In response to my post last Friday, Craig Beyers left this comment:
As I’ve already said–and you so eloquently state–if it was easy, everyone would to it. Robert Heinlein said it better: any sufficiently advanced technology is indistinguishable from magic. You guys–the pro’s and amateurs–who have mastered the craft make it look so easy that the many of the rest of us will grab *any* tool/gadget that might give us the capability to think we’ve mastered the craft, if only for one photo . Must be time to buy another lens…’cuz I don’t have/make enough time to shoot .
I think Craig has tapped something here. Photographers who are new to the craft look to photographers who’ve been doing it for over twenty years and they only see the results of those twenty years. They do not see the years’ worth of crappy images, the number of mistakes made, the books we’ve read, the lectures we’ve been to, the stupidity we ourselves have engaged in when buying gear and hoping it turns out to be the magic wand. You do not see the contact sheets of current shoots, either. What you see is the best foot forward and assume that it is effortless, a result of being hit on the head by the mythical Talent Fairy when we were young and being raised by artsy parents who put a Leica into our crib as an infant instead of a teddy bear.
You don’t see the thousands and thousands of frames of garbage we’ve shot, the visual experiments that we’ve tried and failed at, the stages we’ve gone through to find our vision and master our craft. But this can be your path too – and because time both speeds by too fast and seems to take forever to get there, I can confidently say, “be patient, you’ll get there.” If you study your craft. If you shoot and shoot and shoot some more. If you give up trusting your gear to create great images and start trusting your vision instead. And most importantly, if you love putting the world into a frame for the sheer sake of it, for your love of expression.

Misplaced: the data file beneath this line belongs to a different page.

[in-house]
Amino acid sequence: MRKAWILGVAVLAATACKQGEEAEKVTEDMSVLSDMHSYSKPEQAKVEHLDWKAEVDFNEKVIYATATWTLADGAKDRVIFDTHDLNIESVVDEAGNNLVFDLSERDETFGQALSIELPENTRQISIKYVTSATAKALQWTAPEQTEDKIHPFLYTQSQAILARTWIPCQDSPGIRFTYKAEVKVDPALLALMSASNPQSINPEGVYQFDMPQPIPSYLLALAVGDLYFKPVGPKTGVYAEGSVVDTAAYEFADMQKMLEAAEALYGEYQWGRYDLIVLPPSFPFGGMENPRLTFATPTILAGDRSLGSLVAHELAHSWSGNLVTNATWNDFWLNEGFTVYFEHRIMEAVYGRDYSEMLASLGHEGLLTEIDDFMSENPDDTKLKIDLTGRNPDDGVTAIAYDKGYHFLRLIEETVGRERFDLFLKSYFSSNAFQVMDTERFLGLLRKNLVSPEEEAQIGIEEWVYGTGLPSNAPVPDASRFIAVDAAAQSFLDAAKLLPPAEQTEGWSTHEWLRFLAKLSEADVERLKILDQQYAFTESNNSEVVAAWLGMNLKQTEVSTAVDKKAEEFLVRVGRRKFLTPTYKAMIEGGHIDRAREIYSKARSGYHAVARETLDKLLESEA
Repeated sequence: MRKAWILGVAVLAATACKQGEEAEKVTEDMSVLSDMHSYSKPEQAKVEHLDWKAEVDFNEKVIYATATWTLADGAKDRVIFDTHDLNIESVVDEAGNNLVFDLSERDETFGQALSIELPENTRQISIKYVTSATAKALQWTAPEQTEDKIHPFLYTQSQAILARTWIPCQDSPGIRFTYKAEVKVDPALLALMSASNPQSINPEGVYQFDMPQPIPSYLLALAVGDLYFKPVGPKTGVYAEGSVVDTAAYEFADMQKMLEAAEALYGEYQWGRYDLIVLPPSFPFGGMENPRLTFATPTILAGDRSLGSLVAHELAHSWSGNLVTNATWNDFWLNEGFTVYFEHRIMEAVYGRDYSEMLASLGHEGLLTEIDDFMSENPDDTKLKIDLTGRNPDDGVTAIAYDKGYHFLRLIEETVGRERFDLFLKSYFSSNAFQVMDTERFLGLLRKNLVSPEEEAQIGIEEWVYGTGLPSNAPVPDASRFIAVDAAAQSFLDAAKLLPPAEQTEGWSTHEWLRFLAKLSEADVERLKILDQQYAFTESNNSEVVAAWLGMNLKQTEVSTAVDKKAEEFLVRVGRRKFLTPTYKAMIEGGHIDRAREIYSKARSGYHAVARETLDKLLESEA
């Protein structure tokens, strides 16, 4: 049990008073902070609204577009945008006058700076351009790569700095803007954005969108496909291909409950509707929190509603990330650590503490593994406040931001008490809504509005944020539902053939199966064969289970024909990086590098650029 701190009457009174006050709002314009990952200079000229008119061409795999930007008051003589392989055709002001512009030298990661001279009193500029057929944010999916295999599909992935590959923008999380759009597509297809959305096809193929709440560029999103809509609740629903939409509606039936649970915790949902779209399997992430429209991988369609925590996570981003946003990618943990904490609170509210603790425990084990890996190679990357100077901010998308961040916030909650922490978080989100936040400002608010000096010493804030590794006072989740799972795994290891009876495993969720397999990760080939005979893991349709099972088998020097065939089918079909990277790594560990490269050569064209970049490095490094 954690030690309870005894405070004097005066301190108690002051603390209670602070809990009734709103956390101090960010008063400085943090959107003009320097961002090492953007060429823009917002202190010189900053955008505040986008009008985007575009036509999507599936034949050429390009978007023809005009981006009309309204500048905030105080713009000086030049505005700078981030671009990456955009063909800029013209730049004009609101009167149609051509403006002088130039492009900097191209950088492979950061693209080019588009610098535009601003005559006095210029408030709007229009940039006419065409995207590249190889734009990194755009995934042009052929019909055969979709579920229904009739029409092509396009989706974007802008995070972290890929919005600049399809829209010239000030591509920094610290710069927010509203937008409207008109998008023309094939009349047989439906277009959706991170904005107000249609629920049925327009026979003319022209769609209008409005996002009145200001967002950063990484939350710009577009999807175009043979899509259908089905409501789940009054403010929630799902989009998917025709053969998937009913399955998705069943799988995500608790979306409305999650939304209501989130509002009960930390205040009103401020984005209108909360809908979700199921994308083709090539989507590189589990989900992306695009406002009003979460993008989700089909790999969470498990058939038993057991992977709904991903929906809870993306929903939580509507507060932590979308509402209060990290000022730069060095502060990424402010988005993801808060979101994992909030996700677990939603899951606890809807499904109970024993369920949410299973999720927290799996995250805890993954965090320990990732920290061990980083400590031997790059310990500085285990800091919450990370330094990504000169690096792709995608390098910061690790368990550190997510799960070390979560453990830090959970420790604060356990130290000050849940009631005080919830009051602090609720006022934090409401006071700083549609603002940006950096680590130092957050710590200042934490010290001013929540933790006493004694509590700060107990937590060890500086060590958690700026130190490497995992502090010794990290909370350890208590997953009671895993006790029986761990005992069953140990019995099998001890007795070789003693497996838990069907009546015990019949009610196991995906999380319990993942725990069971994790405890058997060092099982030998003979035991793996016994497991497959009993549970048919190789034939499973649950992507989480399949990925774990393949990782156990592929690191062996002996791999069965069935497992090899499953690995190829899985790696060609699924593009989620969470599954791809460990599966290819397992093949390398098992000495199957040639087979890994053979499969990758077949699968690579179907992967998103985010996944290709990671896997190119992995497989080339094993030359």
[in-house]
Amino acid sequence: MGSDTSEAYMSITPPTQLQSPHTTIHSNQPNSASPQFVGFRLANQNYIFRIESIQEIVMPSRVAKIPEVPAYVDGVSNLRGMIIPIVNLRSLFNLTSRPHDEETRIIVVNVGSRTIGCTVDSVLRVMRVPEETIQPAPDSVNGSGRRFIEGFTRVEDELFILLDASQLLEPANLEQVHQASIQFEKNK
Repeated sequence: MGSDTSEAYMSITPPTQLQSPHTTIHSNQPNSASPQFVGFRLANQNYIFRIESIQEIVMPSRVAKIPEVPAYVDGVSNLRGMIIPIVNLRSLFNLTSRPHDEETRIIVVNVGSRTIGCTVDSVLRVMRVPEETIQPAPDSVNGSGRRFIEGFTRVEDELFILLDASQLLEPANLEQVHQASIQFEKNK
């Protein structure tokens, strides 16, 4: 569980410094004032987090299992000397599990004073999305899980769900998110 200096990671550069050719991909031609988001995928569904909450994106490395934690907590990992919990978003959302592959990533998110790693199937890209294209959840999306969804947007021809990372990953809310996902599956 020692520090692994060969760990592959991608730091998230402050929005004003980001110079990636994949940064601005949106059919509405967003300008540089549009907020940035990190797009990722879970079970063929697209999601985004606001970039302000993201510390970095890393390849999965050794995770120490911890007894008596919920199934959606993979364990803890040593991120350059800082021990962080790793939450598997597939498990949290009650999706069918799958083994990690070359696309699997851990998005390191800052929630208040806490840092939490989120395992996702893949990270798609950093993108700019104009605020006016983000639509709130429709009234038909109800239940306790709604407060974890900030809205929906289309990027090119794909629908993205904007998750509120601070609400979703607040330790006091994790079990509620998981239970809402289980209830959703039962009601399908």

But there’s something else you need to know. You’ll probably never get where you think you’re going. I know, I said you would and now I’m backtracking. You might well get to where your photographic heroes are, it just won’t be where you think it is. If you think that great photographers wake up in the morning, wash their face with genius-soap, and then confidently make great images one after the other, I can tell you I’ve yet to meet one. I’m not claiming to be anything more than a what I am – a photographer struggling to express his vision – but any photographer that is looked up to by any other, well we’re always looking forward, wishing we could more perfectly express ourselves. Those photographers that look up to us see that we’ve arrived, while we ourselves are looking up to others , conscious that we’ve not arrived, that there are better stories to tell in stronger ways, that there is no destination. Only a journey. Each day you embark, you move forward, and each night you go to bed knowing, not that you’ve arrived, but that tomorrow is a new day to move ahead, to creep forward. It’s the moving, the creeping, that matters. Like a pilgrimage – it’s the journey itself that changes you, not the destination.
Tomorrow I’ll return without the Jack Kerouac-meets-Jack Handey deep-thoughts/sermon and soapbox, I promise. I just had to get it out.
Be patient. Chase your vision, learn your craft. Twenty years from now you’ll look back and see how far you’ve come. But you’ll also look forward and see how much further there is to go – a thrill and a joy if it’s the journey you love, a heartbreak if all you want to do is “get there.”